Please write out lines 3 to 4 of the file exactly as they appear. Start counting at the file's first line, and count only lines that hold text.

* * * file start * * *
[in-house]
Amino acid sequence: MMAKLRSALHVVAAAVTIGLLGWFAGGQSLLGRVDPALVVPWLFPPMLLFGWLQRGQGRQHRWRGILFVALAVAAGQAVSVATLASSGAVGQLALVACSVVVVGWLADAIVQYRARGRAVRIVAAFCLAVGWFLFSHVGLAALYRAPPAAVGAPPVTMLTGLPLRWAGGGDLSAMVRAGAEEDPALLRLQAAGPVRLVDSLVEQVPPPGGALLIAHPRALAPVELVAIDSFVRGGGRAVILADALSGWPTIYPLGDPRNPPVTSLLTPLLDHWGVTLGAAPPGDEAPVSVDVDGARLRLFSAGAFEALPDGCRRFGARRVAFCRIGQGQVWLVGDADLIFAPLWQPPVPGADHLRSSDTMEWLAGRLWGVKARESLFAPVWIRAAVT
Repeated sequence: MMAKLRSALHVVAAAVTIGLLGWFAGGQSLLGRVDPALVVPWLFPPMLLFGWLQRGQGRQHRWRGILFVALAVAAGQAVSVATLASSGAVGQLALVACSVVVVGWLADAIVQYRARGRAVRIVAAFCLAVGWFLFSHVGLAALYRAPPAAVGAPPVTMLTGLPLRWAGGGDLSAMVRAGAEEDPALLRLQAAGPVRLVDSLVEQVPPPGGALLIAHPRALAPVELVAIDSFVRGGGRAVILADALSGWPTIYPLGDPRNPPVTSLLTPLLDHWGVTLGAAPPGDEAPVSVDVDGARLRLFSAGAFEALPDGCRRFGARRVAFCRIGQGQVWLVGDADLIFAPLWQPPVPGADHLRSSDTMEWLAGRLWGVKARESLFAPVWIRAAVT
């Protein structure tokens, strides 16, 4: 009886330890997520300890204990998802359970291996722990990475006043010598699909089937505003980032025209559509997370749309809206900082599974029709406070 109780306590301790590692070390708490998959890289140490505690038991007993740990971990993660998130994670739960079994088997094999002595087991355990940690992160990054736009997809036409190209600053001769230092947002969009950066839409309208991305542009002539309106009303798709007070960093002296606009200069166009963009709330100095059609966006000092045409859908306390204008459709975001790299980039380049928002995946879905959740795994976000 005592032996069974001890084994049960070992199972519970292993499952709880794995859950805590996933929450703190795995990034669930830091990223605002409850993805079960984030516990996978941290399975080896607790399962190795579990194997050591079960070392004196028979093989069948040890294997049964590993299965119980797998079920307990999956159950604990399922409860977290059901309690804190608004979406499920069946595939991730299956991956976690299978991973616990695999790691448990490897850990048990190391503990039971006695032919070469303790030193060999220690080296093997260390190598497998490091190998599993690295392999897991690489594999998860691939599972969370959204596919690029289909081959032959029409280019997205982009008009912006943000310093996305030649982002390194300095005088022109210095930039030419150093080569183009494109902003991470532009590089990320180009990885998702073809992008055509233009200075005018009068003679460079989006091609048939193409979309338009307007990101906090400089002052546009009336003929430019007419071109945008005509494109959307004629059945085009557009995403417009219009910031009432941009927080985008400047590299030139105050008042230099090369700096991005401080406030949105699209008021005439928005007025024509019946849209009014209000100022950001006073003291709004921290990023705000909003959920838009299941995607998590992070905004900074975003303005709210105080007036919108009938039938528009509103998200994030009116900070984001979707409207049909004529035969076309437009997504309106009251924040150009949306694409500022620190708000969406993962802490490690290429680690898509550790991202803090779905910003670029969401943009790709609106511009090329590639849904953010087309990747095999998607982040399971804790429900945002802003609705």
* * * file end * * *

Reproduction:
Repeated sequence: MMAKLRSALHVVAAAVTIGLLGWFAGGQSLLGRVDPALVVPWLFPPMLLFGWLQRGQGRQHRWRGILFVALAVAAGQAVSVATLASSGAVGQLALVACSVVVVGWLADAIVQYRARGRAVRIVAAFCLAVGWFLFSHVGLAALYRAPPAAVGAPPVTMLTGLPLRWAGGGDLSAMVRAGAEEDPALLRLQAAGPVRLVDSLVEQVPPPGGALLIAHPRALAPVELVAIDSFVRGGGRAVILADALSGWPTIYPLGDPRNPPVTSLLTPLLDHWGVTLGAAPPGDEAPVSVDVDGARLRLFSAGAFEALPDGCRRFGARRVAFCRIGQGQVWLVGDADLIFAPLWQPPVPGADHLRSSDTMEWLAGRLWGVKARESLFAPVWIRAAVT
């Protein structure tokens, strides 16, 4: 009886330890997520300890204990998802359970291996722990990475006043010598699909089937505003980032025209559509997370749309809206900082599974029709406070 109780306590301790590692070390708490998959890289140490505690038991007993740990971990993660998130994670739960079994088997094999002595087991355990940690992160990054736009997809036409190209600053001769230092947002969009950066839409309208991305542009002539309106009303798709007070960093002296606009200069166009963009709330100095059609966006000092045409859908306390204008459709975001790299980039380049928002995946879905959740795994976000 005592032996069974001890084994049960070992199972519970292993499952709880794995859950805590996933929450703190795995990034669930830091990223605002409850993805079960984030516990996978941290399975080896607790399962190795579990194997050591079960070392004196028979093989069948040890294997049964590993299965119980797998079920307990999956159950604990399922409860977290059901309690804190608004979406499920069946595939991730299956991956976690299978991973616990695999790691448990490897850990048990190391503990039971006695032919070469303790030193060999220690080296093997260390190598497998490091190998599993690295392999897991690489594999998860691939599972969370959204596919690029289909081959032959029409280019997205982009008009912006943000310093996305030649982002390194300095005088022109210095930039030419150093080569183009494109902003991470532009590089990320180009990885998702073809992008055509233009200075005018009068003679460079989006091609048939193409979309338009307007990101906090400089002052546009009336003929430019007419071109945008005509494109959307004629059945085009557009995403417009219009910031009432941009927080985008400047590299030139105050008042230099090369700096991005401080406030949105699209008021005439928005007025024509019946849209009014209000100022950001006073003291709004921290990023705000909003959920838009299941995607998590992070905004900074975003303005709210105080007036919108009938039938528009509103998200994030009116900070984001979707409207049909004529035969076309437009997504309106009251924040150009949306694409500022620190708000969406993962802490490690290429680690898509550790991202803090779905910003670029969401943009790709609106511009090329590639849904953010087309990747095999998607982040399971804790429900945002802003609705």